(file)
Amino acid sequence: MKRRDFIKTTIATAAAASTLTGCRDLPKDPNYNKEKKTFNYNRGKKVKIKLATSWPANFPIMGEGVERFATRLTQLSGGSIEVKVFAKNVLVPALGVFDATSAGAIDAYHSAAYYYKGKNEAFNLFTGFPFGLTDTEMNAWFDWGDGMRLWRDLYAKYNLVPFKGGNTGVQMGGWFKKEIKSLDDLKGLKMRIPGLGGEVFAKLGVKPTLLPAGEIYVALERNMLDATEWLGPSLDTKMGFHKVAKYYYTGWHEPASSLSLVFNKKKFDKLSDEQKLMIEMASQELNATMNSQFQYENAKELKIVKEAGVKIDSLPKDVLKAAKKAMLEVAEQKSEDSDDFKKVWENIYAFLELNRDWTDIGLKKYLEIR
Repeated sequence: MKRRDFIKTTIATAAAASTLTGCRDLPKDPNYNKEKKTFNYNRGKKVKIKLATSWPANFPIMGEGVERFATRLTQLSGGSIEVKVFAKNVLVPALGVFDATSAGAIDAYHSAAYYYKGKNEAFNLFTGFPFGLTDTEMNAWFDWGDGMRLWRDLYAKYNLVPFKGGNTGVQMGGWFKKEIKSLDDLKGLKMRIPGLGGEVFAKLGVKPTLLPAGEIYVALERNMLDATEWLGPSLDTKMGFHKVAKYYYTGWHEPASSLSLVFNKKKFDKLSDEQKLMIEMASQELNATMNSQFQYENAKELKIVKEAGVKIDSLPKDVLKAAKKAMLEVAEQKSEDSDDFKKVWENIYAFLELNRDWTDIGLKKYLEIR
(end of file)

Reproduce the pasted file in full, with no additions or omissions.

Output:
Amino acid sequence: MKRRDFIKTTIATAAAASTLTGCRDLPKDPNYNKEKKTFNYNRGKKVKIKLATSWPANFPIMGEGVERFATRLTQLSGGSIEVKVFAKNVLVPALGVFDATSAGAIDAYHSAAYYYKGKNEAFNLFTGFPFGLTDTEMNAWFDWGDGMRLWRDLYAKYNLVPFKGGNTGVQMGGWFKKEIKSLDDLKGLKMRIPGLGGEVFAKLGVKPTLLPAGEIYVALERNMLDATEWLGPSLDTKMGFHKVAKYYYTGWHEPASSLSLVFNKKKFDKLSDEQKLMIEMASQELNATMNSQFQYENAKELKIVKEAGVKIDSLPKDVLKAAKKAMLEVAEQKSEDSDDFKKVWENIYAFLELNRDWTDIGLKKYLEIR
Repeated sequence: MKRRDFIKTTIATAAAASTLTGCRDLPKDPNYNKEKKTFNYNRGKKVKIKLATSWPANFPIMGEGVERFATRLTQLSGGSIEVKVFAKNVLVPALGVFDATSAGAIDAYHSAAYYYKGKNEAFNLFTGFPFGLTDTEMNAWFDWGDGMRLWRDLYAKYNLVPFKGGNTGVQMGGWFKKEIKSLDDLKGLKMRIPGLGGEVFAKLGVKPTLLPAGEIYVALERNMLDATEWLGPSLDTKMGFHKVAKYYYTGWHEPASSLSLVFNKKKFDKLSDEQKLMIEMASQELNATMNSQFQYENAKELKIVKEAGVKIDSLPKDVLKAAKKAMLEVAEQKSEDSDDFKKVWENIYAFLELNRDWTDIGLKKYLEIR